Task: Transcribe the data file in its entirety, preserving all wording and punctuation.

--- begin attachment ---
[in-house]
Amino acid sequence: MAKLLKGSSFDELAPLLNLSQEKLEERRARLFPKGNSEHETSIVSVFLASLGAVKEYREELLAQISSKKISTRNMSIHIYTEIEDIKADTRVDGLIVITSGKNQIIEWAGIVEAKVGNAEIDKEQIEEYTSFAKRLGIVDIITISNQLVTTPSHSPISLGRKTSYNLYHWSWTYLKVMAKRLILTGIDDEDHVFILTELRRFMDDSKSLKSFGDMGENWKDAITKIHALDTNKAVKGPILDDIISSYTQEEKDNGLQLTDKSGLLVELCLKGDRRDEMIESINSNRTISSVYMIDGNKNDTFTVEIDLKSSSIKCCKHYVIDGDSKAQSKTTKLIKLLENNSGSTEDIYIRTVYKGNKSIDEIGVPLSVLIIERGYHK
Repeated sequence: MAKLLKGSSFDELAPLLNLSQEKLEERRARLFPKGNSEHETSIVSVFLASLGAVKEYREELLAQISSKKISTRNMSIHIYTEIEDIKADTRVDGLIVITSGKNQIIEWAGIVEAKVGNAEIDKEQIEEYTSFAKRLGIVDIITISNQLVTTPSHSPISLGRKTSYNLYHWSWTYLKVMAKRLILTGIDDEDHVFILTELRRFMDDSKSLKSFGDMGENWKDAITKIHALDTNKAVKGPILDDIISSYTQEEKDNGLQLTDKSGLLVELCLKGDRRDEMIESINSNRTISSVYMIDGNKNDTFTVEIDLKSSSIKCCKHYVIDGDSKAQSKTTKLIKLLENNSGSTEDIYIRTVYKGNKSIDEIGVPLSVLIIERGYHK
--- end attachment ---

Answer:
[in-house]
Amino acid sequence: MAKLLKGSSFDELAPLLNLSQEKLEERRARLFPKGNSEHETSIVSVFLASLGAVKEYREELLAQISSKKISTRNMSIHIYTEIEDIKADTRVDGLIVITSGKNQIIEWAGIVEAKVGNAEIDKEQIEEYTSFAKRLGIVDIITISNQLVTTPSHSPISLGRKTSYNLYHWSWTYLKVMAKRLILTGIDDEDHVFILTELRRFMDDSKSLKSFGDMGENWKDAITKIHALDTNKAVKGPILDDIISSYTQEEKDNGLQLTDKSGLLVELCLKGDRRDEMIESINSNRTISSVYMIDGNKNDTFTVEIDLKSSSIKCCKHYVIDGDSKAQSKTTKLIKLLENNSGSTEDIYIRTVYKGNKSIDEIGVPLSVLIIERGYHK
Repeated sequence: MAKLLKGSSFDELAPLLNLSQEKLEERRARLFPKGNSEHETSIVSVFLASLGAVKEYREELLAQISSKKISTRNMSIHIYTEIEDIKADTRVDGLIVITSGKNQIIEWAGIVEAKVGNAEIDKEQIEEYTSFAKRLGIVDIITISNQLVTTPSHSPISLGRKTSYNLYHWSWTYLKVMAKRLILTGIDDEDHVFILTELRRFMDDSKSLKSFGDMGENWKDAITKIHALDTNKAVKGPILDDIISSYTQEEKDNGLQLTDKSGLLVELCLKGDRRDEMIESINSNRTISSVYMIDGNKNDTFTVEIDLKSSSIKCCKHYVIDGDSKAQSKTTKLIKLLENNSGSTEDIYIRTVYKGNKSIDEIGVPLSVLIIERGYHK